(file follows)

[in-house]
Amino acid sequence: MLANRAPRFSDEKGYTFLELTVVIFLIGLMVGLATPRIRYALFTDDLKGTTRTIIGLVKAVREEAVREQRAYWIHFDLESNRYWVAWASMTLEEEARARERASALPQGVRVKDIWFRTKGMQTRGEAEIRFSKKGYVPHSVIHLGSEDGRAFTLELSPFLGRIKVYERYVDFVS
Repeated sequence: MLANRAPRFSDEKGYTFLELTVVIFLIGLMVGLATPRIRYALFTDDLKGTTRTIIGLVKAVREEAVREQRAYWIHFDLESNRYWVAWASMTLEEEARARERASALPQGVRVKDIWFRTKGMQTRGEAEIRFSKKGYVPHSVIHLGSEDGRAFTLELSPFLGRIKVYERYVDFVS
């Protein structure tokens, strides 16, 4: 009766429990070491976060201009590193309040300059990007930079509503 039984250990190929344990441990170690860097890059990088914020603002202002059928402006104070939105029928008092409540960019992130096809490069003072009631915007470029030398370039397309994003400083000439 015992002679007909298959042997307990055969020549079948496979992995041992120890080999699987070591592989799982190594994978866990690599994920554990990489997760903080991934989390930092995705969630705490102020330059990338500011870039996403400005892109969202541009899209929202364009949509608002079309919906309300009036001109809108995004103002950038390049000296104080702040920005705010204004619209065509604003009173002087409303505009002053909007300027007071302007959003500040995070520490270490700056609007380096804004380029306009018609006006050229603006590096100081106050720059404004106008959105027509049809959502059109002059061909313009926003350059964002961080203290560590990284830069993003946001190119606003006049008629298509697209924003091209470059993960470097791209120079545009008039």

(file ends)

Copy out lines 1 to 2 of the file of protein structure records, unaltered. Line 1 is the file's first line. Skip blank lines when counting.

[in-house]
Amino acid sequence: MLANRAPRFSDEKGYTFLELTVVIFLIGLMVGLATPRIRYALFTDDLKGTTRTIIGLVKAVREEAVREQRAYWIHFDLESNRYWVAWASMTLEEEARARERASALPQGVRVKDIWFRTKGMQTRGEAEIRFSKKGYVPHSVIHLGSEDGRAFTLELSPFLGRIKVYERYVDFVS